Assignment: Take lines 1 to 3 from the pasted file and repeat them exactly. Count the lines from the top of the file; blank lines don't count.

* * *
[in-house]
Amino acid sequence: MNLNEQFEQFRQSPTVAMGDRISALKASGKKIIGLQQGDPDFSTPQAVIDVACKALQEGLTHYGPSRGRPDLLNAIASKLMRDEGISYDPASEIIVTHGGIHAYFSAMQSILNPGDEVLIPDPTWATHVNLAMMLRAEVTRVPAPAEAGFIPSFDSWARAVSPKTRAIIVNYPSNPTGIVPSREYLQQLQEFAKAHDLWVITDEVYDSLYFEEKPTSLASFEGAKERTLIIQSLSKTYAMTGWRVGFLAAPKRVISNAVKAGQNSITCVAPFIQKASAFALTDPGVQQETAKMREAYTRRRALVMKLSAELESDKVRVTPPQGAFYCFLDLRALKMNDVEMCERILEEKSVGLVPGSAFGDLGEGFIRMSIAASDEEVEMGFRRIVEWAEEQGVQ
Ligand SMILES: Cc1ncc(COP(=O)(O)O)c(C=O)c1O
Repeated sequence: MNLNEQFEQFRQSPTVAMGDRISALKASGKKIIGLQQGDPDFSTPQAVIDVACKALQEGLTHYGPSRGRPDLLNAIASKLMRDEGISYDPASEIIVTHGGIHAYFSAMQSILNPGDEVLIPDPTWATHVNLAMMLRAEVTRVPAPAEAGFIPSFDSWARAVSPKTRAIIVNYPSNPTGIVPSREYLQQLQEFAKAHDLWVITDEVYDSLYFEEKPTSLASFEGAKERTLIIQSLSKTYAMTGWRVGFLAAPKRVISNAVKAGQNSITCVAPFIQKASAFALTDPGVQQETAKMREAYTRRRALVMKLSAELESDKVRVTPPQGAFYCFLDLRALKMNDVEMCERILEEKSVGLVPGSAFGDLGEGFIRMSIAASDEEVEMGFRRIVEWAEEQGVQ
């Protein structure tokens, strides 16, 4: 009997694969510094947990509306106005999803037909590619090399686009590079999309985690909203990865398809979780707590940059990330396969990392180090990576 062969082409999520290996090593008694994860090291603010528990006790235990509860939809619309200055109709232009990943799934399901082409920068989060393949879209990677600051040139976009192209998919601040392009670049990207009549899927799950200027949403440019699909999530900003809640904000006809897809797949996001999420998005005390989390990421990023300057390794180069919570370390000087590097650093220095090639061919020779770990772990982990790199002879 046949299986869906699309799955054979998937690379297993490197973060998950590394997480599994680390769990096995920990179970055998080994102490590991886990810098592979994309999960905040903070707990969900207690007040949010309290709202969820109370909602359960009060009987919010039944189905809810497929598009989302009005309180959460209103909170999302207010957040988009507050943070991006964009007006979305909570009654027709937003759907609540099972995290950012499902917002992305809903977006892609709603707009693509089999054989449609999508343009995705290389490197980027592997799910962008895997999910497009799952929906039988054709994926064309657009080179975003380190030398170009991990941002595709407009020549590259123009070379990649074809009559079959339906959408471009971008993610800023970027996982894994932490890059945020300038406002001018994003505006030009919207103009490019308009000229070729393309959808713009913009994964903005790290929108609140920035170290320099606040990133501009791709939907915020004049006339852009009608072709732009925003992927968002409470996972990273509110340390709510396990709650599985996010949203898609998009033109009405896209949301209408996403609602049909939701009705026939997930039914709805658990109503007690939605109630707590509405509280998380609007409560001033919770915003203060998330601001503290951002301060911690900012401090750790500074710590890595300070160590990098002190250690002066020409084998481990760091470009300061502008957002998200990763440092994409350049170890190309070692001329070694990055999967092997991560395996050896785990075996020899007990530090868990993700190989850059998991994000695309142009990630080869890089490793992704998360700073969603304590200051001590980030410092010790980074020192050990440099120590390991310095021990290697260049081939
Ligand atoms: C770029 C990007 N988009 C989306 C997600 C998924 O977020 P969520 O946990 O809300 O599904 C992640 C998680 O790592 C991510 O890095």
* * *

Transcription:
[in-house]
Amino acid sequence: MNLNEQFEQFRQSPTVAMGDRISALKASGKKIIGLQQGDPDFSTPQAVIDVACKALQEGLTHYGPSRGRPDLLNAIASKLMRDEGISYDPASEIIVTHGGIHAYFSAMQSILNPGDEVLIPDPTWATHVNLAMMLRAEVTRVPAPAEAGFIPSFDSWARAVSPKTRAIIVNYPSNPTGIVPSREYLQQLQEFAKAHDLWVITDEVYDSLYFEEKPTSLASFEGAKERTLIIQSLSKTYAMTGWRVGFLAAPKRVISNAVKAGQNSITCVAPFIQKASAFALTDPGVQQETAKMREAYTRRRALVMKLSAELESDKVRVTPPQGAFYCFLDLRALKMNDVEMCERILEEKSVGLVPGSAFGDLGEGFIRMSIAASDEEVEMGFRRIVEWAEEQGVQ
Ligand SMILES: Cc1ncc(COP(=O)(O)O)c(C=O)c1O